Bulgur wheat lends meaty texture, fiber and protein to soups and stews, where it can cook in the broth. In our sweet and savory chili, we match the grain with salsa verde, peppers and edamame—a weeknight meal that makes it oh-so-easy to be green.
Cathy Schneider of DeKalb, Illinois, shared her family-favorite recipe for a chicken soup that has just enough twists to keep it interesting: sweet potato, green beans, brown rice and fresh-tasting dill. (If you prefer less dill flavor, just reduce the amount. The soup will still be delicious.)
Shhh! Don't tell anyone, but this hearty supper soup takes just an hour to make. The secret? Deli-roasted chicken and precooked sausage. Pair with breadsticks or a crusty baguette for a perfect winter meal that will fill your house with good smells.
Susan Corley of New Albany, Ohio, shared her version of the classic Italian soup in New Albany Cooking with Friends, a cooking club project that took regional honors in the 2007 Tabasco Community Cookbook Awards. Susan often slow-cooks a pot of the soup for family meals during the holidays.
Nina Swan-Kohler of Cedar Rapids, Iowa, loves easy-to-make dishes that travel well to football games or other events. Tex-Mex Cheesy Chicken Chowder is one of her favorite recipes. "It uses a variety of convenience foods that are stirred together in one big pot, and brings out the great flavor of all the ingredients," Nina says. More of her recipes are in her cookbook, Tailgates to Touchdowns, Fabulous Football Food.
Butternut squash, chicken broth, coconut milk, brown sugar and seasonings combine for a creamy, rich soup. For added flavor, top with Thai Gremolata, a mix of fresh basil or cilantro, chopped peanuts and finely shredded lemon peel.
Bacon is versatile and dependable, amping up most dishes. Our cheesy potato soup just seems to call for salty-smoky crumbled bacon. So we stirred some in and sprinkled the rest on top. If you like seasoned bacon, try pepper-rubbed bacon in the soup.
These three soups rank among our 20 all-time favorite recipes from the last two decades of Midwest Living®. This trio features white bean and chicken chili (left), the winner of our 1990 great chili search; beans and ham (middle), perfect with warm corn bread on a cold day; and a Reuben soup (right), which packs the flavors from a Reuben sandwich in a bowl.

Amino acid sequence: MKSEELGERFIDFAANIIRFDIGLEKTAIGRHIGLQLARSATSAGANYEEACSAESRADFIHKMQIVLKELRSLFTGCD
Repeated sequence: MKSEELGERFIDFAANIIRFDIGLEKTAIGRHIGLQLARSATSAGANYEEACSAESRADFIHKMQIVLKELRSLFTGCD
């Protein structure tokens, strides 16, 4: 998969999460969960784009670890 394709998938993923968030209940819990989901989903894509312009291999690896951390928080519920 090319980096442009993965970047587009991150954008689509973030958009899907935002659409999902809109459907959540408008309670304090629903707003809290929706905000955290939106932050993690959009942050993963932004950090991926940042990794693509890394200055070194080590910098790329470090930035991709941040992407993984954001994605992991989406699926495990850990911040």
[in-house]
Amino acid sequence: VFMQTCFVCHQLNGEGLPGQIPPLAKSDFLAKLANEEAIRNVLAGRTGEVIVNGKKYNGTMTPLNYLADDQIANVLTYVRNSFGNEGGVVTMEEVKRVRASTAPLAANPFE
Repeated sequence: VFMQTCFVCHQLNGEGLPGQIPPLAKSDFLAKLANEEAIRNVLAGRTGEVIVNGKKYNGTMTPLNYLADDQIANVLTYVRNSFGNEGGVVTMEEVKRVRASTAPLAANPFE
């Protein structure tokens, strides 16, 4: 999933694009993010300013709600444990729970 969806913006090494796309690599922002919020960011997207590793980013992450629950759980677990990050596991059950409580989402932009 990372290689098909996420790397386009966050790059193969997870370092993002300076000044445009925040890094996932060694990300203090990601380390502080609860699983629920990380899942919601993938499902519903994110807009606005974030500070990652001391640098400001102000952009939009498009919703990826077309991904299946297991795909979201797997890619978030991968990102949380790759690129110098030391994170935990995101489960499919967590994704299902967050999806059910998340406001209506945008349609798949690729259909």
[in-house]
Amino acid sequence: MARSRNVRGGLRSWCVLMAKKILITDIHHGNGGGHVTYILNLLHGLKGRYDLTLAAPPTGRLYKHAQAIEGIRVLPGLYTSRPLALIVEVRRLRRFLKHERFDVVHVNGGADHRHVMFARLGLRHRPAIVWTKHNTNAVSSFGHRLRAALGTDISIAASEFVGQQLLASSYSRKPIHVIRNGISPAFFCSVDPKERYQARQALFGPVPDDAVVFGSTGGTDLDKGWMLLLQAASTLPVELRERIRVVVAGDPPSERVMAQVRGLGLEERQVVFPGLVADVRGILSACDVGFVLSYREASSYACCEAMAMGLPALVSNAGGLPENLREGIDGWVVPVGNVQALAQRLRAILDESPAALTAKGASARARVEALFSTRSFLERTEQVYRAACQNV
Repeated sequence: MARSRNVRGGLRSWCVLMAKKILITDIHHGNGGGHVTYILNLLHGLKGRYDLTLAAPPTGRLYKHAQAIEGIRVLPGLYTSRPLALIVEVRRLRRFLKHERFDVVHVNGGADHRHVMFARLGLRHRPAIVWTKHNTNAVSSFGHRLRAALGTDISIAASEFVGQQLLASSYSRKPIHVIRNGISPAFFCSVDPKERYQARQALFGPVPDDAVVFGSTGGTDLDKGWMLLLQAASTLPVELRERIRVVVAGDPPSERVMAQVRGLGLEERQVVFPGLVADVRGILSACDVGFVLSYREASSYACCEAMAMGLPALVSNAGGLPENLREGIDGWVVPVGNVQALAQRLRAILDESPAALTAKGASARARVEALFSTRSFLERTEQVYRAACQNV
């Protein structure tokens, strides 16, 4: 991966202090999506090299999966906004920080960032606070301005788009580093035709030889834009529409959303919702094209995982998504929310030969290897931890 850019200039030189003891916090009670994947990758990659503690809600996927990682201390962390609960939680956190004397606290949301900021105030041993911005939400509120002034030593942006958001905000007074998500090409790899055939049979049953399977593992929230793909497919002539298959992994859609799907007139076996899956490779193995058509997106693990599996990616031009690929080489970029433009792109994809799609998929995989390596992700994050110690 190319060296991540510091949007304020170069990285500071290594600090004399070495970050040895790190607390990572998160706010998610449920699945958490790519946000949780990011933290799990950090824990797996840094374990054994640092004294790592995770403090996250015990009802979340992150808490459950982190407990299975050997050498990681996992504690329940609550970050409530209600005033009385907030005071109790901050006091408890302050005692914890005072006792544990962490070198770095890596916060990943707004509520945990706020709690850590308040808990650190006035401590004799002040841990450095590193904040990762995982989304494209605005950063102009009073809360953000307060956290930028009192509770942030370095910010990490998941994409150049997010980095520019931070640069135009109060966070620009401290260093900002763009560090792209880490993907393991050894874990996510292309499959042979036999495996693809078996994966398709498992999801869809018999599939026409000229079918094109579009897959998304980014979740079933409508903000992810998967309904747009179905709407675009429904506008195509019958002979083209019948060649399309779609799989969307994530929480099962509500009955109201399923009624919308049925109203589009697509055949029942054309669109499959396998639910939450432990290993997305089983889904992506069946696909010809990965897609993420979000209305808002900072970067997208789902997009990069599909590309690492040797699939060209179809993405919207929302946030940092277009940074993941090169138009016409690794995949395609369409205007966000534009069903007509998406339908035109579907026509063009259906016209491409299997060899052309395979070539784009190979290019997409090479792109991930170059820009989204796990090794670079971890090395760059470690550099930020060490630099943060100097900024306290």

To see all the winners, click on the link below to "Our 20 Best Recipes of All Time."
Tuck this chili into your slow cooker in the morning so you can come home to a warm winter dinner. Omit the meat if you'd prefer a hearty meatless main dish. If you like, add chopped avocado or shredded cheese as toppers before serving.
What do you feed a finicky eater? Midwest Living® Senior Food Editor Diana McMillen puts friends and family in charge of their meal destiny. Each person gets a bowl of meatballs in broth, and chooses from assorted toppers to finish their soup just the way they like it.
Florentine-style dishes have one thing in common: heart-healthy spinach. In this case, the leafy greens combine with chunks of ham in a chowderlike soup. For best results, remove spinach stems before cooking.
Once a year, Sandy Mafera's women's club gathers for its annual cooking school. The Auburn, Indiana, group comes armed with recipes that fit that year's theme. Italian Sausage Soup was a winner the year their theme was "Elegant and Easy Comfort Food Goes Uptown." The rich and spicy soup is loaded with vegetables and ricelike orzo pasta, plus browned Italian sausage.
Maple syrup adds sweetness to Gingered Pumpkin Soup (left), which makes a creamy side dish or appetizer. Pumpkin Corn Chowder is a thick soup that blends corn, pumpkin and chunks of sweet potato. Chopped smoked ham tops our Season's Eatings Pumpkin Soup.
This pale orange, chowderlike soup gets a sprinkle of goat-cheese croutons in a recipe from Oakleys Bistro in Indianapolis. You'll get a healthy helping of veggies in this meal: eggplant, zucchini, summer squash, leeks, sweet peppers and tomatoes.
Test after test, our staff raved about this flavorful seafood soup. It has cream but no flour, so it tastes rich without being as heavy as most cream soups—perfect for those first days of spring, when you crave lighter fare, but the weather's still chilly.
This family-friendly soup takes advantage of a couple of convenience products to come together in minutes. (New to broccolini? Available in large supermarkets, it's a cross between broccoli and Chinese kale. It has longer, thinner stalks than broccoli and a more delicate texture. If you can't find it, use regular broccoli.)
Prep time is just 10 minutes for this slow-cooker soup; combine canned Italian-style stewed tomatoes, frozen green beans, water, a can of onion soup and turkey sausage. Add coleslaw mix and refrigerated cheese-filled tortellini 15 minutes before serving.